A few weeks ago, I had the opportunity to place more than 20 stickers on a single lego car. It was a bit challenging: frustrating when the stickers wouldn’t quite line up, and in some areas looking like a cop out in the place of a more complex build.
So today, I was pleasantly surprised as I assembled the new DC Superheroes for Juniors set, 10724 Batman & Superman vs. Lex Luthor. The last time Batman, Superman and Lex Luthor were in a set together, it was the Batman vs Superman Set 76046 Heroes of Justice: Sky High Battle. While this set has some good points – primarily two tone boot printing and the presence of Wonder Woman, it primarily reminds people of the cinematic disappointment that was Batmans vs Superman.
Our Juniors set however, is much more friendly: Bats and Supes have buried the hatchet, and are now playing well with others. Of course, Lex isn’t one of those others. But that’s OK. He is the central villain of the piece.
Let’s look at the figures first: Lex appears with the Power Armour first seen in 30164:Power Armour Lex, a poly bag released at the same time as the Lego Batman 2 video game. He has changed his shirt and trousers, however. So much Green and Purple, you’d almost think he was one of the Joker’s henchmen (or vice versa). Neither superman or Batman have new printings on their bodies: Batman is a carbon copy of the figure that appeared in 10672: Defend the Batcave, although on that occasion we had Batman and Robin, as well as the Joker. The cowl, smirk and cape are all identical (even if i didn’t take the cape out of its box!). Superman’s body is a copy of the one seen in 6862: Superman vs Power Armour Lex. Although, here he has the same face as seen in Batman vs Superman: 76044: Clash of the Heroes. Old ‘comic style’ body, ‘new movie’ head, complete with angry heat vision eyes.
The Print’s the thing.
With the Ford GT, there were so many stickers, you would hardly know where to start. Here there are so few, th
at you are finished before you begin. The total sticker count is zero. Nada. Zip. Zilch. None at all! And the pieces look great for it – logos centred and square (or round…).
We have power mech printing, bat logo printing, computer slopes and a panel that goes in the back of the bat cave. This panel is terrific: a map, and further information in files for Batman in the Batcave. This printed panel is, however reused from the previous juniors set.
BatLogos are present in a variety but of shapes: 2×2 square tile, 2×4 tile, and 2×2 round tile, that doubles as a missile. These pieces can be pushed through the rotating launcher, and flung off at not inconsiderable speed. Any old these pieces could be used in Bat MOCs in the future.
The mech printing features a triangular print in a 2×2 lime green tile’ and a mechanism printed on a curved brick. These would both be useful in future builds, especially for the evil genius lair.
This set has a few interesting pieces: 2 variations on the car chassis, a 6x1x6 panel, with room for a window (that is printed in this set), and the Juniors 8x8x2/3 modified plate. This is 2 plates high, with recesses to all other plates to be attached.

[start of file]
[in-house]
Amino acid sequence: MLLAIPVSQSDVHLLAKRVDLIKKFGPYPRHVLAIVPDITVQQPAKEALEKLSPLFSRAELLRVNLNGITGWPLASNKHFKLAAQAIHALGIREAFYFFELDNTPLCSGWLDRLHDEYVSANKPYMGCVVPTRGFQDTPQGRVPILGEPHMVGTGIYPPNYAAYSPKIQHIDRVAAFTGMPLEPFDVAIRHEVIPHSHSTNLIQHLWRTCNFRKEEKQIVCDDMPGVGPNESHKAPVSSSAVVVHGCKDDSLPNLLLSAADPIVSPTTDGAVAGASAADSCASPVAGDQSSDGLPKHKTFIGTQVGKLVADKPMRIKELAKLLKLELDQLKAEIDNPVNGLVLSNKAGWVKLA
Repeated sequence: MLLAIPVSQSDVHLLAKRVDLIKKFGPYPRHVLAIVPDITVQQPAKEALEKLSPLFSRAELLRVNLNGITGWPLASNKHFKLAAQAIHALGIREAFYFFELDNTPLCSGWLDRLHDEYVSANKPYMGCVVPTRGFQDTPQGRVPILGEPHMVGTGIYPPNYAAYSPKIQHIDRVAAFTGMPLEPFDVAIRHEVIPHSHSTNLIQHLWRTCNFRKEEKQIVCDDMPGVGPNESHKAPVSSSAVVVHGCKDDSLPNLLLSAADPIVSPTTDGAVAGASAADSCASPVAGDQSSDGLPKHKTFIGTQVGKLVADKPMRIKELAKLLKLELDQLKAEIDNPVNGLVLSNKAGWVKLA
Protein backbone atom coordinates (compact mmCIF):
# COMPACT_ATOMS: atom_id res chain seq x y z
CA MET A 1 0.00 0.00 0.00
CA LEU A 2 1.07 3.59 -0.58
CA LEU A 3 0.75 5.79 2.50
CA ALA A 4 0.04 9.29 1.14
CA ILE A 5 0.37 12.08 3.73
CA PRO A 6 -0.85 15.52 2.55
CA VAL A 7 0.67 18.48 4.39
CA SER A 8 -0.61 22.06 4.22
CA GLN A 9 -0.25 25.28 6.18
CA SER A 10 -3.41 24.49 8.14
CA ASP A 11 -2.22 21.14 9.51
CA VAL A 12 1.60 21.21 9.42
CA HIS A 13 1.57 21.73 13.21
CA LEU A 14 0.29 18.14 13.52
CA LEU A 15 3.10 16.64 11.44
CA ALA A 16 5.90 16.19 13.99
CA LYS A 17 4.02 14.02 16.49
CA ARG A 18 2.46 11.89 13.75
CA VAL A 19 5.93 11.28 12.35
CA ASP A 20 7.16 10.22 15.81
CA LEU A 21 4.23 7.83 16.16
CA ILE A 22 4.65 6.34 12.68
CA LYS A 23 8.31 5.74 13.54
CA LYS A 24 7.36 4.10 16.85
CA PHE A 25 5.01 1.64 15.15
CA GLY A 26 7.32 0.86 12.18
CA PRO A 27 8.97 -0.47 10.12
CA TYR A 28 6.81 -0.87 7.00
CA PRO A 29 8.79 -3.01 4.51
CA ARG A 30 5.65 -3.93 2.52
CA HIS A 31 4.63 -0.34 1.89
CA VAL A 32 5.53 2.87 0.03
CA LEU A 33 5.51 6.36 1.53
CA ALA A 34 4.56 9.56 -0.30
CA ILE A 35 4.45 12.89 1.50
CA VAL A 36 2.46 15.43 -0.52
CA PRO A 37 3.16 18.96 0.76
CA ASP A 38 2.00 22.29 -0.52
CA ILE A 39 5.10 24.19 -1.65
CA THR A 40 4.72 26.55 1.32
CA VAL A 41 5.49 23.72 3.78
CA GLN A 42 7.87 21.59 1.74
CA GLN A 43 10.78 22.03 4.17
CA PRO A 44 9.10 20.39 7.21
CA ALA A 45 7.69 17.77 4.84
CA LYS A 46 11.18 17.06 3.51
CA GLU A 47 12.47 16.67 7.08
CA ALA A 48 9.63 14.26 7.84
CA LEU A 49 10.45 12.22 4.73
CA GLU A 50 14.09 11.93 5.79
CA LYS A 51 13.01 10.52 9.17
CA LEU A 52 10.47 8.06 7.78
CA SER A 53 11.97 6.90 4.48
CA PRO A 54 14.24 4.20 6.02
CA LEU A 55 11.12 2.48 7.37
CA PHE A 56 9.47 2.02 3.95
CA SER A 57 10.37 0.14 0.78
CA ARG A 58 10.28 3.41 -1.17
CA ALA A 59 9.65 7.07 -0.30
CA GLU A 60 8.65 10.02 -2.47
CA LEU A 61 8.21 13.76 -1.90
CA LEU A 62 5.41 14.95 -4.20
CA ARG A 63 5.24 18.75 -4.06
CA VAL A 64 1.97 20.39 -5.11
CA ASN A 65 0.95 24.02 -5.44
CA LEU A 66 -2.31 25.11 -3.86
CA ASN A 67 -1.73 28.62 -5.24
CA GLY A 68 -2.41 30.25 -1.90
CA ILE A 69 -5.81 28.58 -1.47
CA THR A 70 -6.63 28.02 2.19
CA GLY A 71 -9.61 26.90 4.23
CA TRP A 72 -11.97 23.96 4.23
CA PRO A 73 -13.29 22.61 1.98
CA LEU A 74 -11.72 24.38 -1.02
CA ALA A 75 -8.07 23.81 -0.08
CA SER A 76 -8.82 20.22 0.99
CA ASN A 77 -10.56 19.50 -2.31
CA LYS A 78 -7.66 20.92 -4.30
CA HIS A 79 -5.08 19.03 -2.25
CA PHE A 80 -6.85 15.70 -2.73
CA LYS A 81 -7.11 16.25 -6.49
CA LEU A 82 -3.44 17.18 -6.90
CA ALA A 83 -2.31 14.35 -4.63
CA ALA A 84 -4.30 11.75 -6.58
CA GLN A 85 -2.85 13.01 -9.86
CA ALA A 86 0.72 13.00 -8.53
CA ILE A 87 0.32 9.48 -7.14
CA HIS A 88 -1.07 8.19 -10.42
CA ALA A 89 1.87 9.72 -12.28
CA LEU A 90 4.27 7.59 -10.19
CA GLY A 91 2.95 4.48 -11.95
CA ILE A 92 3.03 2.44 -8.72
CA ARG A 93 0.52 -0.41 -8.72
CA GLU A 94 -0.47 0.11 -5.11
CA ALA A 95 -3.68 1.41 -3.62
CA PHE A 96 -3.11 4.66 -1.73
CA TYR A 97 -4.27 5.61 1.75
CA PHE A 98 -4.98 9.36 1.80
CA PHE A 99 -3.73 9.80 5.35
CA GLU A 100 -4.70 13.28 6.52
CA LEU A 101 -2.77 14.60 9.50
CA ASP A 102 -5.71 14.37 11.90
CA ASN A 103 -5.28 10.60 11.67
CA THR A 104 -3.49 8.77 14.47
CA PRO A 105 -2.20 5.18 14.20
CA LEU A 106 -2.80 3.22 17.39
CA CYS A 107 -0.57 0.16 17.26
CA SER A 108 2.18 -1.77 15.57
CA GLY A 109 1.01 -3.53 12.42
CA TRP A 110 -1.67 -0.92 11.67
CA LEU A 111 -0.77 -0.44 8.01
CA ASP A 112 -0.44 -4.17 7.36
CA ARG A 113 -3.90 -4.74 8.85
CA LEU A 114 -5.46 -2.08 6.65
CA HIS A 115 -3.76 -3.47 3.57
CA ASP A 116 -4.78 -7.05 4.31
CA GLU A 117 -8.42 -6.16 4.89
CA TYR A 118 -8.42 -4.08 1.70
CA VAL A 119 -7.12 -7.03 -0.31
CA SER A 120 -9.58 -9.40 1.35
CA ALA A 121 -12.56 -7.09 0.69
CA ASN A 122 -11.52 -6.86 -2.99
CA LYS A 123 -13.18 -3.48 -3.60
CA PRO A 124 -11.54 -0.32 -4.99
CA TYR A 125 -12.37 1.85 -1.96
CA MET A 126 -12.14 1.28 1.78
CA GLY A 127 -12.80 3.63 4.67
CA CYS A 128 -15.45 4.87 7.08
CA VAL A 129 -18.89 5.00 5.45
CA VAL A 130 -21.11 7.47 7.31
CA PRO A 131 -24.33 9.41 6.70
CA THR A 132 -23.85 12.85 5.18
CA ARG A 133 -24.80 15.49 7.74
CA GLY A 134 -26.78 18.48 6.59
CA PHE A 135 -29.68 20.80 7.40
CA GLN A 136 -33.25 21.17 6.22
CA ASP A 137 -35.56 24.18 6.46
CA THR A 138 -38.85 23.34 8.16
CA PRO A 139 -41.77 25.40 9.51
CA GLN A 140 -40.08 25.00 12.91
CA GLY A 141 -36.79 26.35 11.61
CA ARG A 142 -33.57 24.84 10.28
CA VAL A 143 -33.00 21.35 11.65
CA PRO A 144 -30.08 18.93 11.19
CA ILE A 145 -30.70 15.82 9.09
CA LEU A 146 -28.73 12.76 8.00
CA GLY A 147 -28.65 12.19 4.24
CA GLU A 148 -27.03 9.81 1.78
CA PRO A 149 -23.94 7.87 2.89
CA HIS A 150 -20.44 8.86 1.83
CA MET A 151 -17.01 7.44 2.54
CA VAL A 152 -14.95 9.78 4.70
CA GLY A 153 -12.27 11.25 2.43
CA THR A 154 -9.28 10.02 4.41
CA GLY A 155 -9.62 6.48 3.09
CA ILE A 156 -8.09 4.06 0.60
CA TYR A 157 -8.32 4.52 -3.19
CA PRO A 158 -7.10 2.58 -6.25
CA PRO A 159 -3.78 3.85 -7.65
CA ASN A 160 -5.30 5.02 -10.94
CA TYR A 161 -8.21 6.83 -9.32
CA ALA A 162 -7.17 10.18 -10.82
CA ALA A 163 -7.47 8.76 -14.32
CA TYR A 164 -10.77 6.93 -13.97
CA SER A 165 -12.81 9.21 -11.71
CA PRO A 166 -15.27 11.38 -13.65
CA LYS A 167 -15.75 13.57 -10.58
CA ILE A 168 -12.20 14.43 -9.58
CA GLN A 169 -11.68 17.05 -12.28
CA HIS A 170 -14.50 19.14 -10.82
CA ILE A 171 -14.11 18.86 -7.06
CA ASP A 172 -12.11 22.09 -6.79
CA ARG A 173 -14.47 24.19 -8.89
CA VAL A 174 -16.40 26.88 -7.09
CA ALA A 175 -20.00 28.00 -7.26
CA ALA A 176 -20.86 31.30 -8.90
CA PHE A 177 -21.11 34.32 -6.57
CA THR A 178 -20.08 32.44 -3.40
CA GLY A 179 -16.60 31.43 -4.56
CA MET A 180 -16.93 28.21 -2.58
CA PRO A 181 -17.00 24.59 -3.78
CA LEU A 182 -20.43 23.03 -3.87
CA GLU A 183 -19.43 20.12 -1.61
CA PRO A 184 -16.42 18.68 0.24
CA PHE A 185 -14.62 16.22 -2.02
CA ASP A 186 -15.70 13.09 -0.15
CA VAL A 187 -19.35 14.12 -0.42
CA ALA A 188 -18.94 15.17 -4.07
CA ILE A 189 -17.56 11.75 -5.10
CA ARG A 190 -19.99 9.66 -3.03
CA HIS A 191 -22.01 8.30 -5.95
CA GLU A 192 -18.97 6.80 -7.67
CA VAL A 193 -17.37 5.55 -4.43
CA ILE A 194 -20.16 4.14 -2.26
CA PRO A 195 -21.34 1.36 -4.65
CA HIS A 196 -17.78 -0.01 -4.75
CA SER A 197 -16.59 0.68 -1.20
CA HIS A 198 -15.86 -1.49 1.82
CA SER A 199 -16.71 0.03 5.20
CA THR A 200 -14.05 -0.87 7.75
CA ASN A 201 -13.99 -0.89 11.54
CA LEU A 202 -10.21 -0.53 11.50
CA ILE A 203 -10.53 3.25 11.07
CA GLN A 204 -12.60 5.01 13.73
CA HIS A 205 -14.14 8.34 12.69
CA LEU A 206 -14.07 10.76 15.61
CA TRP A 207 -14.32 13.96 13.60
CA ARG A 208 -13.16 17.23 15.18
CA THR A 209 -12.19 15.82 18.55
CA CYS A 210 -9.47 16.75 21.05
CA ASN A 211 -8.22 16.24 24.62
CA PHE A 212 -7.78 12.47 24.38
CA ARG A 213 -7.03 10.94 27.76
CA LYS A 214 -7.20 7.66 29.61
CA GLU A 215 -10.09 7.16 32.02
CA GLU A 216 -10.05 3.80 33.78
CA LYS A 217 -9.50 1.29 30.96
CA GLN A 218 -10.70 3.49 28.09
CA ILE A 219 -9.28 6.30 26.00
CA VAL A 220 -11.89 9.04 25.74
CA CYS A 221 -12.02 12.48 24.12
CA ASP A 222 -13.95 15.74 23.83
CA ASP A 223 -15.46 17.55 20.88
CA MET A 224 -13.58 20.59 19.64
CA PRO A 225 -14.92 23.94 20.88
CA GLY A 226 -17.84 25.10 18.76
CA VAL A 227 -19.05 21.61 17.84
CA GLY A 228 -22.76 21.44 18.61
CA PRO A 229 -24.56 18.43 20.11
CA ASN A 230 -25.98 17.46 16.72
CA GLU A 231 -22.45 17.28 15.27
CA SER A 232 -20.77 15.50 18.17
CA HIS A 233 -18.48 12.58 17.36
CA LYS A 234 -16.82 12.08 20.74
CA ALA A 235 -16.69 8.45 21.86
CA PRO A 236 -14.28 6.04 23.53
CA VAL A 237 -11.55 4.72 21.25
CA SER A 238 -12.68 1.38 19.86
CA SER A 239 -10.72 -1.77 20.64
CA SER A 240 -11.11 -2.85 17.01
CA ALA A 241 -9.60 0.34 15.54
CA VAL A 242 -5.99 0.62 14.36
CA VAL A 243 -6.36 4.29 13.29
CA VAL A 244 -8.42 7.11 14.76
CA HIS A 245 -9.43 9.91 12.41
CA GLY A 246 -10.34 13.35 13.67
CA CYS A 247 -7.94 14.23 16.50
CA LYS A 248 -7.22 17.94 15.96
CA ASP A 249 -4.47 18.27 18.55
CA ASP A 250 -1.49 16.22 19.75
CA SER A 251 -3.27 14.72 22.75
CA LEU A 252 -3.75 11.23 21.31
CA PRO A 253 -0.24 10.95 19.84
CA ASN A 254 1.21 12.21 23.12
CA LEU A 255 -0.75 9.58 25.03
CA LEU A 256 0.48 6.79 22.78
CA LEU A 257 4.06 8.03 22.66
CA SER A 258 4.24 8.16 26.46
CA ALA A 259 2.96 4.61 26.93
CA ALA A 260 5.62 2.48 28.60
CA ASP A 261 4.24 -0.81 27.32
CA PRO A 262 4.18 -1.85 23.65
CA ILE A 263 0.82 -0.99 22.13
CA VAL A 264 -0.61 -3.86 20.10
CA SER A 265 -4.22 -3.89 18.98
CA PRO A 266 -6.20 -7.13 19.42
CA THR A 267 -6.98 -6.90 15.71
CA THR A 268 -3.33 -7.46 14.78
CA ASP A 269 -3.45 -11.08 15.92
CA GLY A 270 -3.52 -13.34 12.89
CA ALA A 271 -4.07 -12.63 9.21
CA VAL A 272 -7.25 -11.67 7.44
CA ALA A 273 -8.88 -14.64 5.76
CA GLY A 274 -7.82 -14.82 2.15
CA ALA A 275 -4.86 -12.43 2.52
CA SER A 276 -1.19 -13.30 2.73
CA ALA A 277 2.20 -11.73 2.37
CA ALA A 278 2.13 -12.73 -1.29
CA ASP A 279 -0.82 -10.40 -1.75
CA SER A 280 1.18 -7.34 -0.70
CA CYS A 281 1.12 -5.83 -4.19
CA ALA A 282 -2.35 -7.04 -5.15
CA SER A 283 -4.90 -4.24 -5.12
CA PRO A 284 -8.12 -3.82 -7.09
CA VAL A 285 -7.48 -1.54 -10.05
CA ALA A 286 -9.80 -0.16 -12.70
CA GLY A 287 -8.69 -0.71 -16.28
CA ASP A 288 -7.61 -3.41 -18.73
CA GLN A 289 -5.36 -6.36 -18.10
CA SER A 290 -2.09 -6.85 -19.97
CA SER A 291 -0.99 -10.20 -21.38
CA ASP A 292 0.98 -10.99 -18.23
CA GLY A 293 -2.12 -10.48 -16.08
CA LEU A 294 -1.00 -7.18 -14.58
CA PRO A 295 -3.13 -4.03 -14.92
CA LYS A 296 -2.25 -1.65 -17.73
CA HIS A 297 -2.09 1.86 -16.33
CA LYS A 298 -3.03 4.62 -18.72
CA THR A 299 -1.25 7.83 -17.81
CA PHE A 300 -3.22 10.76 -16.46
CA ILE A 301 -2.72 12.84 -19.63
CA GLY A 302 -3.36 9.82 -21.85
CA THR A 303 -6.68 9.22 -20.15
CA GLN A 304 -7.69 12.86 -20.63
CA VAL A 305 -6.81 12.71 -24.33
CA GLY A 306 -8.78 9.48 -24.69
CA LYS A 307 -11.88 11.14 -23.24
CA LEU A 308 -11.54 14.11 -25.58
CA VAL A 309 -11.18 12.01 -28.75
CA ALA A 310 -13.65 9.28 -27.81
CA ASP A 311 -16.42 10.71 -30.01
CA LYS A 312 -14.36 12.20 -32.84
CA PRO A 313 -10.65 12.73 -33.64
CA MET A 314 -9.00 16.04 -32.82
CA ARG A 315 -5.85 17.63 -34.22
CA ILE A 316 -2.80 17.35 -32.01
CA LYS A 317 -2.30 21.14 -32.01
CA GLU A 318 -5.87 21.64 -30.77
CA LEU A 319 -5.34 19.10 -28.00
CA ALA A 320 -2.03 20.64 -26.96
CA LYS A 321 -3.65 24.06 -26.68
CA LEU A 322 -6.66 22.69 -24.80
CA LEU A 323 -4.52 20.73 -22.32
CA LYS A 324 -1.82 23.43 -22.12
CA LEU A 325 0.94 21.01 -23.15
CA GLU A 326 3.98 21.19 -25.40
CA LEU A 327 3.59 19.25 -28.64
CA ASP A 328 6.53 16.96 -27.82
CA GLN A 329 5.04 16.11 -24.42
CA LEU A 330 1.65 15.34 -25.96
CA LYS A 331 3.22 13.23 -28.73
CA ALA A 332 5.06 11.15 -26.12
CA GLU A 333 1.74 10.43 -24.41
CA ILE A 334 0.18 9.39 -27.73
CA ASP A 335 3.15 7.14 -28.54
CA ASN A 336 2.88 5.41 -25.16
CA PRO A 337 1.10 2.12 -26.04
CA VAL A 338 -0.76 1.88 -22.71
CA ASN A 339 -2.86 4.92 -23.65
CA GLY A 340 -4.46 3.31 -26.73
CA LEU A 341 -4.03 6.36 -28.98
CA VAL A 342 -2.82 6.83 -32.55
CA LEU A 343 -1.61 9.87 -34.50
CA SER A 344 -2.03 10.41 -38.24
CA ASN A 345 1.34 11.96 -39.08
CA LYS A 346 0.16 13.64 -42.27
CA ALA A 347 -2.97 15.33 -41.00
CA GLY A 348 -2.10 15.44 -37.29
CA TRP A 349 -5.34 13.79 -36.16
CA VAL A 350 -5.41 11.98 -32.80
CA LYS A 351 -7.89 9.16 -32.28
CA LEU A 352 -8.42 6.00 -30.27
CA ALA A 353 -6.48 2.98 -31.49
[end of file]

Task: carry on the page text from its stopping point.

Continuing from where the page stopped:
While we all know the super jumpers that have come with the super hero sets over the last couple of years, to a very mixed reception. This set goes completely old school: relying on a stud less teeter-totter to launch superman into the air. It is pleasantly colored to match Superman.
In the superman mythos, Lex has often piloted a mech type vehicle, to take on Superman. To simplify construction here, a Juniors wheel base is used, and only arms: one with a claw, and one with a Kryptonite ray gun. The green and purple theme continues, suggesting that it is the colour scheme of choice for the DC signature villains. Lex sits up in top, with a great view of all around him.
The Batmobile is an improvement over the previous Junior Batmobile: still only seating one, but with some simple, SNOT techniques, enhancing the look of both the front and rear of the vehicle. The addition of bat wings as fins at them back enhances the look significantly, with echoes of the Tim Burton movie version ringing loud in my ears. Both Lex’s Mech, and the Batmobile are simple 8×4 modified brick, with pegs on the side for wheels to connect directly to.
The Batcave in this set is relatively limited compared with the older Juniors set. Here we have only a computer panel/screen/phone as well as a weapons storage rack for good measure. attached to the side is a Bat Disk Launcher, which fires out a 2×2 round tile at speed. Of course, what kind of Batcave would it be without a bat?
Is this really one set, or two in the same box?
This feels to me a bit like 2 sets: Superman vs Powersuit Lex, and Junior Batman/bat mobile and Batcave. At $29.99 rrp, it represents reasonable value for what you get, even if there are only 164 pieces : three desirable/disposable mini figures, with several good play features to be found, as well as many printed pieces. The lack of stickers gets rid of the worry about ‘Should I place the stickers or not?’ These pieces have been given their purpose, and do not feel limited for it. It would be terrific if there were more printed pieces in sets aimed at an older (I’ll settle for 7+ here) audience.
I would recommend this set to anyone who seriously collects superhero sets, who wants some figures to play with, rather than keeping for long term display, as well as kids looking to break into superheroes. I liked it for the nostalgic aesthetic the mminifigs bring, reminding me of the Saturday morning cartoons of the 1970’s.
I give this set 4/5 Arbitrary Praise Units. Do yourself a favour!